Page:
Posts Tagged ‘overcoming creative block’


Another way to beat creative block and make the most of your creative opportunities.

So you have limited time to be creative? But now one of those golden moments comes upon you. What are you going to do with it? Do not let this moment pass.

It’s happened to me a lot, how about you? You finally get some creative time and you’re either blocked creatively or you spend half the time looking for the materials you need to bring your project to fruition. What can you do about it? Well any Boy Scout can tell you, (because it’s their motto) Be Prepared!

Here’s how:
If ideas are your problem, you should be storing them (See chapter 2). You should have a notebook or a computer file full of them ready for when that moment comes. Then you can just grab it and get started. 

Secondly, you’ll need to organize your materials. If you’re blessed to have a studio keep it stocked and organized. A place for everything and everything is in it’s place. If you don;t have a space, keep a box or a bag stocked with your essential tools and materials ready so when the moment is right, you can grab it and get to work. I keep a sketchbook and my laptop nearby at all times so that I at least have the bare minimum, plus my studio is set up and for the most part ready for action. My area of needed improvement is in organization, but even so, for the most part, I can at least start a project at a moment’s notice.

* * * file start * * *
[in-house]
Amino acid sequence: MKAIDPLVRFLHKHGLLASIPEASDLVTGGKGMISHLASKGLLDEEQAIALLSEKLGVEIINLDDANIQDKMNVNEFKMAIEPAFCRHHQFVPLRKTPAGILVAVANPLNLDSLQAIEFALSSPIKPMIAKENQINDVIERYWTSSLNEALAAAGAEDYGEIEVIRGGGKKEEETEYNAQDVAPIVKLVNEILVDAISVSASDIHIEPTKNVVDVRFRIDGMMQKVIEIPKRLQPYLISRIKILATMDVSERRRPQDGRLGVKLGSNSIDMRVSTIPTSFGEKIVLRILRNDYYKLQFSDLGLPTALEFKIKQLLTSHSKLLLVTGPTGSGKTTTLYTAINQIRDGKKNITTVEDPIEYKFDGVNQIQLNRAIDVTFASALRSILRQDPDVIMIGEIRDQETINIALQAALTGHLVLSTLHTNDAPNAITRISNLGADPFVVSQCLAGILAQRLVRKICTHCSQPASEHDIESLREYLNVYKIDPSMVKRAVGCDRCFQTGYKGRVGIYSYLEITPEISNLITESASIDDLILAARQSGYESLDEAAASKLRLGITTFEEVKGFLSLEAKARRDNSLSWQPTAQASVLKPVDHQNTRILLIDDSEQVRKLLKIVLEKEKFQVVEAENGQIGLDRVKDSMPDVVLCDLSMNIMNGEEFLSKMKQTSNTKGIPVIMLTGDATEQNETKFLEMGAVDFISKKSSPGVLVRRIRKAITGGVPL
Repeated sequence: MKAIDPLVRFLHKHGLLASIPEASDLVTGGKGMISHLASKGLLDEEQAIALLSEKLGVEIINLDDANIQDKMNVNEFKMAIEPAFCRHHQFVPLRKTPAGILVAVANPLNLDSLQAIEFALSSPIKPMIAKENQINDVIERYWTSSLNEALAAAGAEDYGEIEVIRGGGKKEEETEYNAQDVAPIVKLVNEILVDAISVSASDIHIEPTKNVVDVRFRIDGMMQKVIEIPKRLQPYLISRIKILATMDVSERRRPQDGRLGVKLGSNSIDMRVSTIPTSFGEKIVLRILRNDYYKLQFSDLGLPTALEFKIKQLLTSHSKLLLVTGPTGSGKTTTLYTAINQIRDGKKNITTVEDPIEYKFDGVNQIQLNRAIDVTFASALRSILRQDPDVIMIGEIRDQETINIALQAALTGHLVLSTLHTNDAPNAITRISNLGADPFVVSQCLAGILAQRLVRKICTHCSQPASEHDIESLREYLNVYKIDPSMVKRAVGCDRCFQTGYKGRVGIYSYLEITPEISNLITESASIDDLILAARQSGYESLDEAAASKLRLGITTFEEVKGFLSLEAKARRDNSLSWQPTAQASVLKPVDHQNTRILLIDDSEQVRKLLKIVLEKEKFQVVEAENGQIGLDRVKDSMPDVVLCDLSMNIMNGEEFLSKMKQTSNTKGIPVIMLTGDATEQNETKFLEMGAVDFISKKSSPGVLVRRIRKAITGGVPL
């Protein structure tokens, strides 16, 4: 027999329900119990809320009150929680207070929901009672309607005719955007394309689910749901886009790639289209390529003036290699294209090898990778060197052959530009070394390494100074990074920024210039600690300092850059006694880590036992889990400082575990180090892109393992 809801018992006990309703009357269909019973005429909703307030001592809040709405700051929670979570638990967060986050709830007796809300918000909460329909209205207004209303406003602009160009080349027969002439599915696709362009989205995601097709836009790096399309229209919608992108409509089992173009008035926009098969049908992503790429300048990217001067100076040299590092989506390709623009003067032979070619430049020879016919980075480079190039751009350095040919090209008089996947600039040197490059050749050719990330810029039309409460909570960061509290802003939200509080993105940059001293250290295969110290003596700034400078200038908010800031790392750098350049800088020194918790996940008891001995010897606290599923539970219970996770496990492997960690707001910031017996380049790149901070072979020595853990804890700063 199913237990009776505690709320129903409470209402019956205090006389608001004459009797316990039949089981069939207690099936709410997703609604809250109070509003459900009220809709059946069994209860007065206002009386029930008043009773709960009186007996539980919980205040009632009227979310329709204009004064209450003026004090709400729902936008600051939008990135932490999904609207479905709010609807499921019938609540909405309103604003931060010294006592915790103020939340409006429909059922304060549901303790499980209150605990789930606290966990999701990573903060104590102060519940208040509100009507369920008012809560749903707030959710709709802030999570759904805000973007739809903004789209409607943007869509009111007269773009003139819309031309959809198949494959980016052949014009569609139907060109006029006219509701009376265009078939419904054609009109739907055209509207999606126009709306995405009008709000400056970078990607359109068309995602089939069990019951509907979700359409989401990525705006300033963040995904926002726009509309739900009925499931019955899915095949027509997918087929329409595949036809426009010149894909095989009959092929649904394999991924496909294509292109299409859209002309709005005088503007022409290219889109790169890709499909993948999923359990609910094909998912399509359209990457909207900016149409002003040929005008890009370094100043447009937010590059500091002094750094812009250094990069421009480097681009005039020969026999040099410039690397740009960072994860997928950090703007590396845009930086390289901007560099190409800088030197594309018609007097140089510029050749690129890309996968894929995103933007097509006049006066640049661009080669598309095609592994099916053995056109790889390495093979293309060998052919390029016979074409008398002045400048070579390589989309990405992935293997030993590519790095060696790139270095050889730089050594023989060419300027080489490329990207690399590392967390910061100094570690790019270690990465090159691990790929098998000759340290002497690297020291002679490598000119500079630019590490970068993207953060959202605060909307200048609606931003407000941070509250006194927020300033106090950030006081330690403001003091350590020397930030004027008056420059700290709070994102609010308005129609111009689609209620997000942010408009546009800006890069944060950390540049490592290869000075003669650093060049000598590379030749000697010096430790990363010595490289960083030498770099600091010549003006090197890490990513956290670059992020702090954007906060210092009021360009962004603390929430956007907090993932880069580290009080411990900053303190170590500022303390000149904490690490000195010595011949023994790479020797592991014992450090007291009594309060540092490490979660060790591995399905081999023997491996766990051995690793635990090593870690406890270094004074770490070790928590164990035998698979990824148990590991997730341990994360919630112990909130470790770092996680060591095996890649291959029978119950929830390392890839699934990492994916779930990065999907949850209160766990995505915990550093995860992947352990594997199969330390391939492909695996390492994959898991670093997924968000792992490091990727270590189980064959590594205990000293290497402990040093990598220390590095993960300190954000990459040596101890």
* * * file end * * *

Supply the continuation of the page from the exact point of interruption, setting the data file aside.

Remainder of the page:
Creativity and inspiration sometimes strike at odd times. You’ve got to be ready.


Another way to overcome creative block.

One of the things I hear creatives say all the time is they just don’t have time to create. Nothing could be further from the truth. Now I will concede that there are times when our schedules are so full or when unexpected things destroy our best laid plans, but for the most part, if we want to badly enough, we can find time to create. Here are a few ideas:

1. Get up an hour earlier and use that time to create.
2. Go to bed and hour later and use that time to create.
3. Identify the time vampires in your life that suck up all your time and give little in return.
4. TV time. Now I do not recommend stealing from your family time. Few thing will make your loved ones resent your work more than being placed behind it, but if all you’re doing is watching TV, why not have a sketchbook or note pad with you to et a little work done while you watch/listen?
5. Make your lunch hour creative hour. 


Of course, these are just a few, there are many more just look for the gaps in your schedule handful some of them with the creative projects that will bring joy to your life and help you accomplish your dreams.


Another way to alleviate creative block…